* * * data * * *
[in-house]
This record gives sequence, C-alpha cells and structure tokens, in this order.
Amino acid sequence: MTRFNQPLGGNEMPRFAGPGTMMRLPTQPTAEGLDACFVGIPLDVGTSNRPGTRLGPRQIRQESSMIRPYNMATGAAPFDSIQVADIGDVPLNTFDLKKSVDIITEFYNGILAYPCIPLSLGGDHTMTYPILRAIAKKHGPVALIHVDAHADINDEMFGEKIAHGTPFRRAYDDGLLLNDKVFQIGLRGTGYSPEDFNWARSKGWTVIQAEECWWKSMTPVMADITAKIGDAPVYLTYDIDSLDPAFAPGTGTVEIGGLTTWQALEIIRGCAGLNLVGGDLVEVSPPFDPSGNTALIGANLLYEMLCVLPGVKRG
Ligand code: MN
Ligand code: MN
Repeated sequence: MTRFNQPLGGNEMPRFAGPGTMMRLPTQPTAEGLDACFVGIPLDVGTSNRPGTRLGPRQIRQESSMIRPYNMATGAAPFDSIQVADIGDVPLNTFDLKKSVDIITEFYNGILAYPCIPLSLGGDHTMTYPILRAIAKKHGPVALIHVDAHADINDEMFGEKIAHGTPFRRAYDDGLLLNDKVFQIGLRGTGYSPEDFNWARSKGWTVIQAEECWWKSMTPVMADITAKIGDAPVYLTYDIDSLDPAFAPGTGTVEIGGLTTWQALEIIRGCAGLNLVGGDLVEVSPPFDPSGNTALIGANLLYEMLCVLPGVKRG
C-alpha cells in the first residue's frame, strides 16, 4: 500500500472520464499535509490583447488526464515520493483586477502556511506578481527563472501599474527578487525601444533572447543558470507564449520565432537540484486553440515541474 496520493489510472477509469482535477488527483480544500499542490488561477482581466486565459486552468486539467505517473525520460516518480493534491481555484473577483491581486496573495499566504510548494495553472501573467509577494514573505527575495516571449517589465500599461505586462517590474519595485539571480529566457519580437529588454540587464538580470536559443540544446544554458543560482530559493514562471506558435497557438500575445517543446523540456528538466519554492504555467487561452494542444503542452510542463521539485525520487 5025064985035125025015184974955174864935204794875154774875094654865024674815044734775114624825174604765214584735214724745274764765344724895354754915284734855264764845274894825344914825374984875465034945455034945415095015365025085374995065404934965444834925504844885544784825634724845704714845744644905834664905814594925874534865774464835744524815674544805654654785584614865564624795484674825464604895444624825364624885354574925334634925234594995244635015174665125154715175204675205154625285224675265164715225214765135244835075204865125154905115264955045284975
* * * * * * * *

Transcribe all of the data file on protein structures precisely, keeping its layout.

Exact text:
[in-house]
This record gives sequence, C-alpha cells and structure tokens, in this order.
Amino acid sequence: MTRFNQPLGGNEMPRFAGPGTMMRLPTQPTAEGLDACFVGIPLDVGTSNRPGTRLGPRQIRQESSMIRPYNMATGAAPFDSIQVADIGDVPLNTFDLKKSVDIITEFYNGILAYPCIPLSLGGDHTMTYPILRAIAKKHGPVALIHVDAHADINDEMFGEKIAHGTPFRRAYDDGLLLNDKVFQIGLRGTGYSPEDFNWARSKGWTVIQAEECWWKSMTPVMADITAKIGDAPVYLTYDIDSLDPAFAPGTGTVEIGGLTTWQALEIIRGCAGLNLVGGDLVEVSPPFDPSGNTALIGANLLYEMLCVLPGVKRG
Ligand code: MN
Ligand code: MN
Repeated sequence: MTRFNQPLGGNEMPRFAGPGTMMRLPTQPTAEGLDACFVGIPLDVGTSNRPGTRLGPRQIRQESSMIRPYNMATGAAPFDSIQVADIGDVPLNTFDLKKSVDIITEFYNGILAYPCIPLSLGGDHTMTYPILRAIAKKHGPVALIHVDAHADINDEMFGEKIAHGTPFRRAYDDGLLLNDKVFQIGLRGTGYSPEDFNWARSKGWTVIQAEECWWKSMTPVMADITAKIGDAPVYLTYDIDSLDPAFAPGTGTVEIGGLTTWQALEIIRGCAGLNLVGGDLVEVSPPFDPSGNTALIGANLLYEMLCVLPGVKRG
C-alpha cells in the first residue's frame, strides 16, 4: 500500500472520464499535509490583447488526464515520493483586477502556511506578481527563472501599474527578487525601444533572447543558470507564449520565432537540484486553440515541474 496520493489510472477509469482535477488527483480544500499542490488561477482581466486565459486552468486539467505517473525520460516518480493534491481555484473577483491581486496573495499566504510548494495553472501573467509577494514573505527575495516571449517589465500599461505586462517590474519595485539571480529566457519580437529588454540587464538580470536559443540544446544554458543560482530559493514562471506558435497557438500575445517543446523540456528538466519554492504555467487561452494542444503542452510542463521539485525520487 5025064985035125025015184974955174864935204794875154774875094654865024674815044734775114624825174604765214584735214724745274764765344724895354754915284734855264764845274894825344914825374984875465034945455034945415095015365025085374995065404934965444834925504844885544784825634724845704714845744644905834664905814594925874534865774464835744524815674544805654654785584614865564624795484674825464604895444624825364624885354574925334634925234594995244635015174665125154715175204675205154625285224675265164715225214765135244835075204865125154905115264955045284975